A Trump Effect for Sexual Harassment and Assault Memories
Trump creates a national conversation about sexual harassment and assault
Posted Oct 28, 2016
Memories can hide and wait. They wait for the right moment to cascade back into awareness. When memories return, they can be powerful, surprising, and emotionally overwhelming,
Donald Trump has provided a moment for sexual harassment and assault memories to return to awareness and become part of a national conversation. His infamous taped comments in which he described his propensity to engage in sexual assault. His other comments, both decades old and current, in which he has regularly denigrated women. His insulting responses to the women who have stepped forward to state that he sexually assaulted them. For the past year, Trump’s treatment of women has been a central focus of this political campaign. The concern with Trump’s sexual harassment and assault has only escalated in the last weeks of the campaign. And many of Trump’s comments and behaviors have led countless women to recall their own experiences with sexual harassment and sexual assault.
Involuntary memories come into our minds based on retrieval cues. Something in the current environment matches something from the past. The match pulls a memory into awareness. The impact of the match between the retrieval context and the original event is one of the most clearly documented effects in human memory. Visit a place where you used to live. You’ll find a cascade of memories returning to your mind. You don’t have to search for these memories—the memories will find you. It may feel like the memories were hiding in the old neighborhood or your old house. But really the memories were hiding and waiting inside you.
You’ll likely be surprised by many of these memories. Surprised, because you may have thought you had forgotten those experiences. You may also find some of the memories emotionally powerful. You may feel those long forgotten emotions. You may experience a sense of nostalgia, a longing for those earlier times.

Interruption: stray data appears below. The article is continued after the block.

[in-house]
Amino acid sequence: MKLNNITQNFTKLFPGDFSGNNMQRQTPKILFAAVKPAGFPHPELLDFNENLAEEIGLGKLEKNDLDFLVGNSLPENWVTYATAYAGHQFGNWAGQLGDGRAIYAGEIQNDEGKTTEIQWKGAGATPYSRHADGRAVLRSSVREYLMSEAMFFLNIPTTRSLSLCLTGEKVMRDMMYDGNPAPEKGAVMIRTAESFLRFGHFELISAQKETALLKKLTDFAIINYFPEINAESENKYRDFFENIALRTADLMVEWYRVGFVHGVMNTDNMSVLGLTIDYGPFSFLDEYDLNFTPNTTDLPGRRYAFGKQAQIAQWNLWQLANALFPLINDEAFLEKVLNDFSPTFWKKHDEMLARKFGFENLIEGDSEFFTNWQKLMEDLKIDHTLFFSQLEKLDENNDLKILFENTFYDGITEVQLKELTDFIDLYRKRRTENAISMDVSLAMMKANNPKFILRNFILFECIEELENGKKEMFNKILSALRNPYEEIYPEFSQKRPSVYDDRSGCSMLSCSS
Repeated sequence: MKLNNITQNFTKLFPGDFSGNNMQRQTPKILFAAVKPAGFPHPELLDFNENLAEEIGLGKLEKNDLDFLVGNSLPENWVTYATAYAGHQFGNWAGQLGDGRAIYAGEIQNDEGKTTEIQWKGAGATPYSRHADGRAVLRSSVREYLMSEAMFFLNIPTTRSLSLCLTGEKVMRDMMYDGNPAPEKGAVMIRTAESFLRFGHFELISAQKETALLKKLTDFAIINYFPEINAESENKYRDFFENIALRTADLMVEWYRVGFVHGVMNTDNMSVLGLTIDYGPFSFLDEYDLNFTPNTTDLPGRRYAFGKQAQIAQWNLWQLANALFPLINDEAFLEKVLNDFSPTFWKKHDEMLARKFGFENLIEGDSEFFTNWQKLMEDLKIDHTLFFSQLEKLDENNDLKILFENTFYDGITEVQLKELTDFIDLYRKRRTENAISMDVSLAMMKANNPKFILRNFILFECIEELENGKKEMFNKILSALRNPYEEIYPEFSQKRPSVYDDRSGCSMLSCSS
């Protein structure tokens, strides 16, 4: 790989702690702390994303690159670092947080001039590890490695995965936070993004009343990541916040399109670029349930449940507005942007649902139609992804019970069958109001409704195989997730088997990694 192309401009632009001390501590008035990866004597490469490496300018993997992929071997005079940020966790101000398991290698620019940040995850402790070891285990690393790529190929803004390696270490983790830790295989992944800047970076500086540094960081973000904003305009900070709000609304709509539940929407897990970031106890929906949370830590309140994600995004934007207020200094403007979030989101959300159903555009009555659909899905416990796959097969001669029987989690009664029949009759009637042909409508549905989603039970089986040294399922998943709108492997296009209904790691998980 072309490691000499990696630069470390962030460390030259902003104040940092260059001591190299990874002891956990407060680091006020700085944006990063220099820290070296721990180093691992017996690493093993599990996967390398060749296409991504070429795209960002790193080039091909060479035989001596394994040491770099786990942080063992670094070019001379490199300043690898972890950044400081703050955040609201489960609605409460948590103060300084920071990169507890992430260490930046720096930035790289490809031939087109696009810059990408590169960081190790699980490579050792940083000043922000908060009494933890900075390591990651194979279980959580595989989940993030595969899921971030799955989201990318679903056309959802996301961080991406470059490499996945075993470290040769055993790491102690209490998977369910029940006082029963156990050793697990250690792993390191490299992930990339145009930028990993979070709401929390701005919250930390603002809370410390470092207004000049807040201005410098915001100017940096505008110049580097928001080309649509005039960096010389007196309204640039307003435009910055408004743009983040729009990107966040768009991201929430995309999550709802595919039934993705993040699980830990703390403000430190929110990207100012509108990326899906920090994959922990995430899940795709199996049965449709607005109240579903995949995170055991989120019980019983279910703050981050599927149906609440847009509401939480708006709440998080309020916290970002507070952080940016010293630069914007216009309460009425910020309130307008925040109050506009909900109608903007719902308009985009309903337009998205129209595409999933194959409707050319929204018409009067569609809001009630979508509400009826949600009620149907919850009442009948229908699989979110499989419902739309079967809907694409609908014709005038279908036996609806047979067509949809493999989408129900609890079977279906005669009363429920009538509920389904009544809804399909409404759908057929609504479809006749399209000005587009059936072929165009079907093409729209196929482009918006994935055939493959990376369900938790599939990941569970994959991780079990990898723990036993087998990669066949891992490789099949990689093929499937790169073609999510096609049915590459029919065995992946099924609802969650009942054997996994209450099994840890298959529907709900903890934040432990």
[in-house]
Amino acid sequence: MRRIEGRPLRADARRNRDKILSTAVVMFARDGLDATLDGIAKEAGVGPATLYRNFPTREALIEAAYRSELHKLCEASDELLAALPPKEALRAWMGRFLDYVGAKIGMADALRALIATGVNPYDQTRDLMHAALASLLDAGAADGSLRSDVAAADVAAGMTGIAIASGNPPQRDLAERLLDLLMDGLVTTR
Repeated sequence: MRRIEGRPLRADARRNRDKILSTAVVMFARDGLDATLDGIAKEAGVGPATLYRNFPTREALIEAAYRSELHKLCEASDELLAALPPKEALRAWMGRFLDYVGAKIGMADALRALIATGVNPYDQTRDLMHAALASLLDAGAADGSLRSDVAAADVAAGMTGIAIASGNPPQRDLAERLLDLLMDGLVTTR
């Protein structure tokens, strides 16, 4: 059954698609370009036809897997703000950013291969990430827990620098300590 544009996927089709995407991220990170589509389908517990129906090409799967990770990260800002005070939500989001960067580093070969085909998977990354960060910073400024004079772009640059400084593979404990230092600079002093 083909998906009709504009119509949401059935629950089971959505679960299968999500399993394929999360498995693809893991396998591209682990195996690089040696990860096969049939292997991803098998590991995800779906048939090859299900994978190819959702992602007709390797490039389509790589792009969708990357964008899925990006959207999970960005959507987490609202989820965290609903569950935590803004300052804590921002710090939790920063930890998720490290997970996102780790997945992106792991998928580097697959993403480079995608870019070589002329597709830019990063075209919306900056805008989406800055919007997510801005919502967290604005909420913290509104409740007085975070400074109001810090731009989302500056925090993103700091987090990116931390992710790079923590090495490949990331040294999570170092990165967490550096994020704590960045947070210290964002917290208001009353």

The power of retrieval cues isn’t limited to visiting an old house or neighborhood. Countless times, every day, we find memories returning to our thoughts. Many times we don’t know why the memories invade our thoughts. But more than likely there was something in the world around you that served as a retrieval cue for that memory.
The constancy of stories concerning Trump’s sexual harassments and assaults have served as powerful retrieval cues.
Many, if not most, women in our society have experienced sexual harassment. They have been catcalled on the streets. They’ve had men interrupt them in meetings. They’ve had people comment on the way they look and on what they wear. They’ve dealt with sexual propositions from strangers.
Many, if not most, women in our society have also experienced sexual assault. They’ve been groped and grabbed. They’ve been kissed by men when they haven’t granted permission. They’ve experienced the sort of attacks that Trump has described in his recorded conversations. They’ve experienced the types of attacks described by the women talking about their interactions with Trump.
With these stories constantly in the news, of course many women are finding a cascade of memories returning to awareness. Slights, put-downs, body shaming, groping, and worse have been constantly in the media and in the memories of women across the country and across the political spectrum.
What I find compelling is that the women have not remained silent. The political conversation has started a national conversation about sexual harassment and assault. Women are speaking out. They are sharing their stories. They are talking about their experiences of sexual harassment and assault to other women. They’ve also been talking about their experiences with the men in their lives. For many men, this may be the first time they’ve heard such stories from the women they know.
Trump has started a national conversation about sexual harassment and sexual assault. These conversations are incredibly important. Women are finding out that they are not alone. Many women are discovering how widespread these experiences are. Their experiences are not their fault. No one asks to be harassed. No one wants to be grabbed and groped and assaulted. This isn’t the fault of the woman, and this isn’t rare. This is something that needs to change in our society.
Oddly, I see hope in the revelations from Trump and the women stepping forward to challenge Trump. I hope that the memories that come to mind for many women are widely shared. I hope that sharing these memories can provide support to women who have been harassed and assaulted. Just as importantly, I hope that the men in our country listen. I hope that the men recognize the constancy of these experiences for the women around them. I hope that men work to change their behaviors. I want men to call out the other men in their lives for sexism, harassment, and Trump-like “locker room talk.” I’m an optimist, and I hope that this conversation leads to meaningful change.